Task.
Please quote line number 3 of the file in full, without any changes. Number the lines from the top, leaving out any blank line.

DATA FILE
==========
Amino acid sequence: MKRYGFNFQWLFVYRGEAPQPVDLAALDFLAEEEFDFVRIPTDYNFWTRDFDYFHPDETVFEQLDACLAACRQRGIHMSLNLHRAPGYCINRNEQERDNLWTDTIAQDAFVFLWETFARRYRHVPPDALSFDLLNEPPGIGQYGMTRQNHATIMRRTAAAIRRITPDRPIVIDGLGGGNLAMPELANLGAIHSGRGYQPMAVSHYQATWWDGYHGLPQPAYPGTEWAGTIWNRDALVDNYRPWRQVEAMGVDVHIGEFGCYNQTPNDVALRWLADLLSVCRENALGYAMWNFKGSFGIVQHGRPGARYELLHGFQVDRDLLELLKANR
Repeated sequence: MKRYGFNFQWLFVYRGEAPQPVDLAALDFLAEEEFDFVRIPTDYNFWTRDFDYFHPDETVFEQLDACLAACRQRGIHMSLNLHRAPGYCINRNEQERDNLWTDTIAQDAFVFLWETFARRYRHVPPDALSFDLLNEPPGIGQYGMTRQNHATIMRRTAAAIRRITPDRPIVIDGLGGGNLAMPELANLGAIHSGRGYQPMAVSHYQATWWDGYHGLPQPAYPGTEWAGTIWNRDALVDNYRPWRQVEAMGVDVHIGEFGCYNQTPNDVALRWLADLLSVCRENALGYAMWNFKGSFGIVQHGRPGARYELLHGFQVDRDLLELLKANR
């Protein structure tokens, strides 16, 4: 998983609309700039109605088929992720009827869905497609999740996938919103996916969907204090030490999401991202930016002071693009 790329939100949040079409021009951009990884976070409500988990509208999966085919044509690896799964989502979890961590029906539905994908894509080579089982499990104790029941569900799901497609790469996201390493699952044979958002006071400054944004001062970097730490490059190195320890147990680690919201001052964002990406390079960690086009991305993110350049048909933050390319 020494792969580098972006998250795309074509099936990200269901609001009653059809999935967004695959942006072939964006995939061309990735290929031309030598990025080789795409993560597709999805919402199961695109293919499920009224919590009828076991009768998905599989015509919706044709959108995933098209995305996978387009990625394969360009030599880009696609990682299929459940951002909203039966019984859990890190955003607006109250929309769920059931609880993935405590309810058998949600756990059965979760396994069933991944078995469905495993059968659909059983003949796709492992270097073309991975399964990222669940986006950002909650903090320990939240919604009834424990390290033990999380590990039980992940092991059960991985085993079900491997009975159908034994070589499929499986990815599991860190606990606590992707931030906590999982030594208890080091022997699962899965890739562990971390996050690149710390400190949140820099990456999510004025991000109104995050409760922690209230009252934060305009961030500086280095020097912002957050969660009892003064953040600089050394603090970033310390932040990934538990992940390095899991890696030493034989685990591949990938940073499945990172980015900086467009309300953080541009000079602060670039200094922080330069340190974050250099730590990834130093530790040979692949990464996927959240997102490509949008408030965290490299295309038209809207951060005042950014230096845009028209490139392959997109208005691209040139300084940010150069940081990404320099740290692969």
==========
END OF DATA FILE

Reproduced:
């Protein structure tokens, strides 16, 4: 998983609309700039109605088929992720009827869905497609999740996938919103996916969907204090030490999401991202930016002071693009 790329939100949040079409021009951009990884976070409500988990509208999966085919044509690896799964989502979890961590029906539905994908894509080579089982499990104790029941569900799901497609790469996201390493699952044979958002006071400054944004001062970097730490490059190195320890147990680690919201001052964002990406390079960690086009991305993110350049048909933050390319 020494792969580098972006998250795309074509099936990200269901609001009653059809999935967004695959942006072939964006995939061309990735290929031309030598990025080789795409993560597709999805919402199961695109293919499920009224919590009828076991009768998905599989015509919706044709959108995933098209995305996978387009990625394969360009030599880009696609990682299929459940951002909203039966019984859990890190955003607006109250929309769920059931609880993935405590309810058998949600756990059965979760396994069933991944078995469905495993059968659909059983003949796709492992270097073309991975399964990222669940986006950002909650903090320990939240919604009834424990390290033990999380590990039980992940092991059960991985085993079900491997009975159908034994070589499929499986990815599991860190606990606590992707931030906590999982030594208890080091022997699962899965890739562990971390996050690149710390400190949140820099990456999510004025991000109104995050409760922690209230009252934060305009961030500086280095020097912002957050969660009892003064953040600089050394603090970033310390932040990934538990992940390095899991890696030493034989685990591949990938940073499945990172980015900086467009309300953080541009000079602060670039200094922080330069340190974050250099730590990834130093530790040979692949990464996927959240997102490509949008408030965290490299295309038209809207951060005042950014230096845009028209490139392959997109208005691209040139300084940010150069940081990404320099740290692969």